September 2015 - A successful achievement of keeping global warming below 2°C must be accompanied by development that ensures sustainable economies, healthy environments and sustainable societies. Sustainable development (SD) for a world that can be enjoyed by all is therefore a crucial component of a successful fight against climate change.
With the prospect of a new climate protection agreement at the end of 2015, some developing countries have already started to prepare and develop their climate policies. Benefits of Sustainable development in the Clean Development Mechanism (CDM) and new market mechanisms indeed may have the potential to meet the needs of developing countries both in terms of Sustainable development and mitigation measures. For this purpose, the CDM Sustainable development Tool offers initial steps towards a globally applicable standard under an international UN institution.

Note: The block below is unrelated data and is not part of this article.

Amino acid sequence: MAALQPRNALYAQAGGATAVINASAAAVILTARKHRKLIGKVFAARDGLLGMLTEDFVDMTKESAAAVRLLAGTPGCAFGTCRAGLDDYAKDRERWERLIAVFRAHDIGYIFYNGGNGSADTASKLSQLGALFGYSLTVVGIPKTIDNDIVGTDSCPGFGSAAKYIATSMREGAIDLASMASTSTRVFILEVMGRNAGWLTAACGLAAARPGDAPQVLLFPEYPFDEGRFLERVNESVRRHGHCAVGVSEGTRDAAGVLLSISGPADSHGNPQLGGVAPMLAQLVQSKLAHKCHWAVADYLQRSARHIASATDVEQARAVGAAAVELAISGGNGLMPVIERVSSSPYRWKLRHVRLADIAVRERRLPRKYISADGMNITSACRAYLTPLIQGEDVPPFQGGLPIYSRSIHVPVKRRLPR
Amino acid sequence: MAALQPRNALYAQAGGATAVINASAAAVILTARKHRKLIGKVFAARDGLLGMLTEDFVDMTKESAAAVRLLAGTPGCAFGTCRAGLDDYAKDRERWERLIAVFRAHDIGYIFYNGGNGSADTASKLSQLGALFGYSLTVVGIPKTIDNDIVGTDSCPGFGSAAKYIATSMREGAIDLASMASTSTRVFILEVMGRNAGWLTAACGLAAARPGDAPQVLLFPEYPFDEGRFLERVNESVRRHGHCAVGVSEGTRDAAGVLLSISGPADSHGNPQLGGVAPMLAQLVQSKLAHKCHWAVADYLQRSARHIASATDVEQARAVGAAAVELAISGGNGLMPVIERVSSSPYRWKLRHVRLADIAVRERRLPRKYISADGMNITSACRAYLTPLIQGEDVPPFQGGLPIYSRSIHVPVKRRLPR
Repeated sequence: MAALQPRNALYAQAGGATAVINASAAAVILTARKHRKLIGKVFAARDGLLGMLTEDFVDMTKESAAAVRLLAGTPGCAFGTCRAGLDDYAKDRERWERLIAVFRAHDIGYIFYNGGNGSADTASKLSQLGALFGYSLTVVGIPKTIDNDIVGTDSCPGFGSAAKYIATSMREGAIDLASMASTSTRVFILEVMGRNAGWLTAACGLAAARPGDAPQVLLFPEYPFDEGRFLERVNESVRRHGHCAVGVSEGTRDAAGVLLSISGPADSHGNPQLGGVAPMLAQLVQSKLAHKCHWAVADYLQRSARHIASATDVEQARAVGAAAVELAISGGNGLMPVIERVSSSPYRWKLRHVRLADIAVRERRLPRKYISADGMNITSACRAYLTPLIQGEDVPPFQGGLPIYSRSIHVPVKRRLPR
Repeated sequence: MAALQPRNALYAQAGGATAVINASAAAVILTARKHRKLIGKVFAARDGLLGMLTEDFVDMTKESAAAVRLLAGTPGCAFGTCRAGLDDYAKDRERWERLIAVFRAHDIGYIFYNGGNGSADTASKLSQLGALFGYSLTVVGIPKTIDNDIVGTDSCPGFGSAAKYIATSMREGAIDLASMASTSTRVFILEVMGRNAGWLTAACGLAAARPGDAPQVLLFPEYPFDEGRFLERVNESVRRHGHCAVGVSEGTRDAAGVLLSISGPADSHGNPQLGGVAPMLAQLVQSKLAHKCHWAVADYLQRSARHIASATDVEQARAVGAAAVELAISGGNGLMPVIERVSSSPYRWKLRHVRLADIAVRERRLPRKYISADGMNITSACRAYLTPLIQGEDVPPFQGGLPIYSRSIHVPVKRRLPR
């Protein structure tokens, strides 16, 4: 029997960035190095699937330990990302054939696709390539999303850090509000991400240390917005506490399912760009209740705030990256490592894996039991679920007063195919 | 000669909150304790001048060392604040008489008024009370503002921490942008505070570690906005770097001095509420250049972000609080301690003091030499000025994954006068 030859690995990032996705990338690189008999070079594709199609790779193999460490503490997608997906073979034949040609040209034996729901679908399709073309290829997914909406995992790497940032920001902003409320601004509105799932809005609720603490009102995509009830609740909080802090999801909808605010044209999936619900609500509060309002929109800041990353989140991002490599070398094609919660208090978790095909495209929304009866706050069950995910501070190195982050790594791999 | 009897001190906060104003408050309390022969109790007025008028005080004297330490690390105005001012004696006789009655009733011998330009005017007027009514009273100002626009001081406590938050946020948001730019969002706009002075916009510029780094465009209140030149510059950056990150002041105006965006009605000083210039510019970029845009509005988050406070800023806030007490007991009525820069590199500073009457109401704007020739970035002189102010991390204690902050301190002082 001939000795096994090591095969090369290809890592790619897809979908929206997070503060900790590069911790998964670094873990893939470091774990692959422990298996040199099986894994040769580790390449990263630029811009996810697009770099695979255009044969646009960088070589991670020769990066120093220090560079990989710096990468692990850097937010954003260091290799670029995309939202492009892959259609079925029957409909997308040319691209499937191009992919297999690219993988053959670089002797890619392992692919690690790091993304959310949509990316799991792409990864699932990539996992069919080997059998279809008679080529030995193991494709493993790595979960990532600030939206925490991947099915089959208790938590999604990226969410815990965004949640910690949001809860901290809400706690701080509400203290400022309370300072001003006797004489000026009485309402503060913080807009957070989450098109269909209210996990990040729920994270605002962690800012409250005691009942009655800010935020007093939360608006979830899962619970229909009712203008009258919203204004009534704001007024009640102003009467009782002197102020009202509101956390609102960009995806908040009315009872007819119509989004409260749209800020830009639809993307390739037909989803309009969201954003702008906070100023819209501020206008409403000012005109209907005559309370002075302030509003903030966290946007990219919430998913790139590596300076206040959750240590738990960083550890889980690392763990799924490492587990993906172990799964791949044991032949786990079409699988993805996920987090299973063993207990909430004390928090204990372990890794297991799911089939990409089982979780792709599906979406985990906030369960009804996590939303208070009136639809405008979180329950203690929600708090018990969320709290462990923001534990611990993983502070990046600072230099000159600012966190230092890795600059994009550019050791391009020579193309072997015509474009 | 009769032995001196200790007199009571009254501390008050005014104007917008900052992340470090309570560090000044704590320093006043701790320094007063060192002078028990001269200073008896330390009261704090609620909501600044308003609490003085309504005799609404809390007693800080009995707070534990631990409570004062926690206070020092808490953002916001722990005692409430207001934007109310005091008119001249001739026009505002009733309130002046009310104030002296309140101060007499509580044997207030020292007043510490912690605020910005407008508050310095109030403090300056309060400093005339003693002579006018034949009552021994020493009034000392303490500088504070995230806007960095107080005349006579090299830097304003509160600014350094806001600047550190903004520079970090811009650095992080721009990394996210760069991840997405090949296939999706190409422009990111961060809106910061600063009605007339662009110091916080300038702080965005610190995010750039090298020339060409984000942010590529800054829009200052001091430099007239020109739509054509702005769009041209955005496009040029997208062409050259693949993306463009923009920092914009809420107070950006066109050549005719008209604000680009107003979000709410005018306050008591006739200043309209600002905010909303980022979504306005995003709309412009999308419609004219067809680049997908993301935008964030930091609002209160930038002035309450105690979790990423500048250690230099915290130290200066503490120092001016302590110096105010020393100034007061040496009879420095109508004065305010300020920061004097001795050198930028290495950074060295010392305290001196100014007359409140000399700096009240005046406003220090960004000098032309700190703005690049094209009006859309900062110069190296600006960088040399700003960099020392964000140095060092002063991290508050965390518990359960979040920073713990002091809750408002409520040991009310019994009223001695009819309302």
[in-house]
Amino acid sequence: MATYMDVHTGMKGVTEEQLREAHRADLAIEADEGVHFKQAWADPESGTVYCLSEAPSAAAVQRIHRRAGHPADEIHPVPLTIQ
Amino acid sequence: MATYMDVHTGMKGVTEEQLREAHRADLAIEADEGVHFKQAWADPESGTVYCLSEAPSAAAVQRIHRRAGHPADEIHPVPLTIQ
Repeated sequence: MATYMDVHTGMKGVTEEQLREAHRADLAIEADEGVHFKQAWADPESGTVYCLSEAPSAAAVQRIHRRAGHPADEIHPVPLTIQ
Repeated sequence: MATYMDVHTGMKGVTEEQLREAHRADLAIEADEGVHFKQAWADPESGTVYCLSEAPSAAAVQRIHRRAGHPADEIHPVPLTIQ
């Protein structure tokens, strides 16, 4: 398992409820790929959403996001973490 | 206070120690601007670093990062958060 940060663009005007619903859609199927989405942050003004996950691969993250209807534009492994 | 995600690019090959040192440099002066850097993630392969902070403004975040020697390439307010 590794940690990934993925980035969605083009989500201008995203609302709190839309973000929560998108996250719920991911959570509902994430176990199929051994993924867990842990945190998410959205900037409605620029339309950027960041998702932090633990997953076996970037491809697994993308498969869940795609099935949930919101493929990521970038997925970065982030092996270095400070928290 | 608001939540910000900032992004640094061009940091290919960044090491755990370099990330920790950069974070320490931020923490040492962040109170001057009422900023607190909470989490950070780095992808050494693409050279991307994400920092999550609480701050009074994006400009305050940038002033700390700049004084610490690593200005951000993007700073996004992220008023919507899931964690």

However, the Sustainable development tool in its current form faces a number of weaknesses that limit its usefulness for meaningful assessment of the impacts on Sustainable development a CDM project may have. Against this background, the German Environment Agency (UBA) tasked the Wuppertal Institute and UNEP DTU Partnership (formerly UNEP Risoe Center) with conducting the research project „Evaluation and development of recommendations on the CDM Executive Board’s Sustainable development tool including the sustainability requirements of other flexible mechanisms“.
The first work package of this project covered the assessment and comparison of the SD provisions of selected flexible mechanisms and multilateral standards. The second work package consisted of a literature review and interviews with selected host country governments, project developers and a buyer perspective on the usability of the EB’s SD tool.
In the paper at hand (work package 3), the project team recalls and synthesizes findings of the previous two work packages. It develops structured recommendations for further developing the SD tool, divided into more easily implementable amendments, and those that would transform the SD tool into a sound assessment system for assessing SD effects.
As a final step, we provide an outlook on possibilities to feed in experiences and recommendations to further develop the tool on the way to a globally harmonized, flexible assessment of mitigation actions for Sustainable development.